It will be understood that in adding delays to timeslot indices, each delay dij is rounded to the next higher full timeslot unit.

An independent set of transmissions can be sent in concert within a single timeslot because, by definition, independent transmissions will not collide at the origin or at the destination. The algorithm to be described seeks a tradeoff between two desirable goals: to find, for each successive timeslot, the largest possible independent set of the yet-unscheduled demands, and to favor those node pairs between which there remain the greatest unscheduled demands.

To achieve the desired tradeoff, the algorithm refers to a quantity that we here denote the Normalized Weight (NW). The NW of a node pair (i,j) at time k is the unscheduled demand Dij between that pair, divided by a sum of unscheduled demands for node pairs in the neighborhood at time k of node pair (i,j).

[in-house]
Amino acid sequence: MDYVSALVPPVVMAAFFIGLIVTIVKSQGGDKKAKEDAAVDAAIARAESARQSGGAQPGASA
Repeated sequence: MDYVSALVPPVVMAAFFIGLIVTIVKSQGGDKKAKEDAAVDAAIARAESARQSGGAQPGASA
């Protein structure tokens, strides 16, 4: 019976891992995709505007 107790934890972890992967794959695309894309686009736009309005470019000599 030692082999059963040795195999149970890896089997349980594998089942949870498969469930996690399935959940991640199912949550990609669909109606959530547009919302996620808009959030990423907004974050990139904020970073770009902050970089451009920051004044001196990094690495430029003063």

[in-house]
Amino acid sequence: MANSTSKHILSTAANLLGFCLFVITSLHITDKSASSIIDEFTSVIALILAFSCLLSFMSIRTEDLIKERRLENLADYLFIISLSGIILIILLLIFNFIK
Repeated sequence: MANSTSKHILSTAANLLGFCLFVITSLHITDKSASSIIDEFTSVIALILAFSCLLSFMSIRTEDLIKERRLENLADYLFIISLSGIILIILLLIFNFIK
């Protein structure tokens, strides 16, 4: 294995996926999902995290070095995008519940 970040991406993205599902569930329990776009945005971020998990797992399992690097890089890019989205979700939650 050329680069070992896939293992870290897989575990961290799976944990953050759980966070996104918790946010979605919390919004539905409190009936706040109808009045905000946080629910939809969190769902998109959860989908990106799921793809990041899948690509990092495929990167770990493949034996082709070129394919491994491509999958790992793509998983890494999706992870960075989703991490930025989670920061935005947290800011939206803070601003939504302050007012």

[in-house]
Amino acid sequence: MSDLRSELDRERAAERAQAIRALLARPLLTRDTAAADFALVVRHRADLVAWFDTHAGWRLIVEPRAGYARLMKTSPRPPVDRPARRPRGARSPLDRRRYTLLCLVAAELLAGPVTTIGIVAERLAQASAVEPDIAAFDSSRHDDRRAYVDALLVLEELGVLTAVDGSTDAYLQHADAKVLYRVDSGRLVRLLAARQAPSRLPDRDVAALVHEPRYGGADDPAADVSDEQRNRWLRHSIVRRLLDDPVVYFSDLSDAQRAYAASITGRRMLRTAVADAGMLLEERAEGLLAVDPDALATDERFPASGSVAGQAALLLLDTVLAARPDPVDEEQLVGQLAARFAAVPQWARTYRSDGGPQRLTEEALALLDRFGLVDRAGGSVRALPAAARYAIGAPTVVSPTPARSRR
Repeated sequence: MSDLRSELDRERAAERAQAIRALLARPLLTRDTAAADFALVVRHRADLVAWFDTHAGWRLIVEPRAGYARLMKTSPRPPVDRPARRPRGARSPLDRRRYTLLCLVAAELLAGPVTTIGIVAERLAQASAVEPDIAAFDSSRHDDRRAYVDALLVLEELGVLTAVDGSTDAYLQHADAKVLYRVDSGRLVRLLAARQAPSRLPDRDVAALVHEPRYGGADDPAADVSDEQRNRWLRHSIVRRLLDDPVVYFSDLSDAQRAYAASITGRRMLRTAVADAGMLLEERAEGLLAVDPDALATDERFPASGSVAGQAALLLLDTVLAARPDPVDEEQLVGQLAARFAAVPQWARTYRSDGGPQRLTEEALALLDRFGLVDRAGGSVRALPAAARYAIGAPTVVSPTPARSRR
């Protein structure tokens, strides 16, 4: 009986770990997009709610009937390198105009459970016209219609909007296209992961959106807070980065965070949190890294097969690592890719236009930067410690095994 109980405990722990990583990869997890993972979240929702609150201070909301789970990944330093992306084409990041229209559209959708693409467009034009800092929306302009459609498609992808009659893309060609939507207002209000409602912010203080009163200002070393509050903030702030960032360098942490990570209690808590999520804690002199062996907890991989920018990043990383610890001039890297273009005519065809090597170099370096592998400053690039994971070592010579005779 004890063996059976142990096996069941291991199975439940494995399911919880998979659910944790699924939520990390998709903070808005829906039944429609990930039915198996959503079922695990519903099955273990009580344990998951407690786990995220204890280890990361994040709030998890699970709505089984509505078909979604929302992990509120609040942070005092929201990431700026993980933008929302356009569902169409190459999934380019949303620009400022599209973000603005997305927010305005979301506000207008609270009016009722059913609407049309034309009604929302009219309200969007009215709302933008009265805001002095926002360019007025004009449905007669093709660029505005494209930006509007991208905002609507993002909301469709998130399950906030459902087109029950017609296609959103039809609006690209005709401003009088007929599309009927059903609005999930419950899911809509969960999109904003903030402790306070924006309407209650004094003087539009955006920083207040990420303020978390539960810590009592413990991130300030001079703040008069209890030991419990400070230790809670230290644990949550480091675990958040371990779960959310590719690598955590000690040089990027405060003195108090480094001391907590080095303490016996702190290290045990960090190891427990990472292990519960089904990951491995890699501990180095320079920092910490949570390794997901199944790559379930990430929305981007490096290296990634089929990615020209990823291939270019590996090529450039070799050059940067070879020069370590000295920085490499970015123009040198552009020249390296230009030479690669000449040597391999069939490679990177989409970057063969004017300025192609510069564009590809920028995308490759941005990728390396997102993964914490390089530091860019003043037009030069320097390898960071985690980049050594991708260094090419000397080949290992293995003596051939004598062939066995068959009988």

Importantly, this summation is carried out over time as well as over node pairs. Thus, at each timeslot k′, those and only those node pairs (i′,j′) are counted which are neighbors of (i,j) and for which (as a further, not an alternative requirement) the vertex (i′,j′,k′) satisfies the feasibility condition. (In this regard, (i,j) is considered a member of its own neighborhood.)

The NW is represented by the following equation:

N W ij ( k ) = f ij ( k ) · D ij i j k D i j · f i j ( k ) ,
where the summation is carried out only over vertices in the neighborhood of (i,j,k), and fi′j′(k′) equals 1 if (i′,j′,k′) is feasible, zero otherwise.